Many mining schools throughout the world have practically standardized on Batch Laboratory Equipment and have made complete installations of Batch Laboratory Test Plants. This wide acceptance is due not only to dependable metallurgical results, but also to the fact that Laboratory Machines demonstrate the principles of standard commercial machines. Government and private testing laboratories use Laboratory Machines because they require units from which standard, accurate results can be obtained and results which can be duplicated in commercial practice.
Continuous Laboratory Test Plant
The installation and operation of a commercial plant may involve problems which should be studied under small scale continuous operating conditions. The results secured from such study will eliminate the need for costly experimentation with large tonnages of ore when the commercial plant is placed in operation, and assures selection of the proper size and type of equipment. The Continuous Laboratory Test Plant offers ample opportunity for the study of many complex problems and thousands of tests have been conducted on widely varying types of materials and ores from customers throughout the world. Following are examples:
- The milling of ores by fine grinding and flotation requiring the establishment of closed circuits where middling or unfinished products are returned to various points in the flowsheet for additional treatment.
- The treatment of complex ores by new processes or by the use of new or unusual reagents in flotation.
- The milling of complex ores requiring the use of combined methods of treatment such as gravity concentration and flotation, or coarse flotation followed by slime flotation, or gravity and amalgamation followed by cyanidation.
- The cyanidation process for the treatment of gold and silver ores involving the continuous re-use of much of the cyanide solution after removal of the dissolved gold or silver by precipitation.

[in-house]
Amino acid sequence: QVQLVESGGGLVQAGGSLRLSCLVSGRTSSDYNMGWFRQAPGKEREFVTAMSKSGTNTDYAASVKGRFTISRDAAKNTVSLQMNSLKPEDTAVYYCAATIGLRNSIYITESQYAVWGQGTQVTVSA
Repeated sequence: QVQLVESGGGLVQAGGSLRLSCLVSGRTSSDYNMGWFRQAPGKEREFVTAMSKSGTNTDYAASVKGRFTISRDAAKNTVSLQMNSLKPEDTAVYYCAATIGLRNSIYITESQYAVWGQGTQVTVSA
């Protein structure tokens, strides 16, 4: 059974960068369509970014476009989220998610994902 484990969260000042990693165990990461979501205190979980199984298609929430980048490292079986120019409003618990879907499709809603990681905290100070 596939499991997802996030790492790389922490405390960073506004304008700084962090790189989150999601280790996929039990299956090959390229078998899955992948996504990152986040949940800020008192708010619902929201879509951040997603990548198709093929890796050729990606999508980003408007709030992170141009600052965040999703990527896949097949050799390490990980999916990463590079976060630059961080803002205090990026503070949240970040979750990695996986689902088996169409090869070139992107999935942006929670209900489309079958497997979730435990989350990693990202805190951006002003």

- The treatment of tonnage lots of ores and industrial materials by continuous pilot plant operation as a separate circuit or as part of a circuit in a commercial plant.
Recent advances in the art of flotation have broadened the scope of flotation testwork to include materials not previously considered. Besides the metallic minerals, industrial materials and products are now being successfully treated. Coal, cryolite, bauxite, phosphates, apatite, feldspars, syenite, ilmenite, and salt are being concentrated; also milkweed, resins, and grain.
Continuous Laboratory Test Plants are used extensively by universities and government bureaus for research in ore dressing, and by mining companies to determine method of treatment and layout for new projects. With the development of the No. 8 “Sub-A” Laboratory Flotation Machine, continuous testing in parallel with standard mill circuits has become mechanically practical. This allows changes in grinding, conditioning, emulsifying, and reagents to be made under identical mill feeding and mill operating conditions without interruptions or fluctuations in the main circuit.
Using as a basis the three sizes of “Sub-A” Laboratory Flotation Machines available, namely the Nos. 5, 7 and 8, these plants can be furnished to fit each particular requirement. The No. 5 has a capacity of 50 to 150 pounds an hour, the No. 7 of 200 to 500 pounds an hour, while the No. 8 will handle 1,500 to 2,500 pounds an hour. These capacities depend, of course, on the material being treated.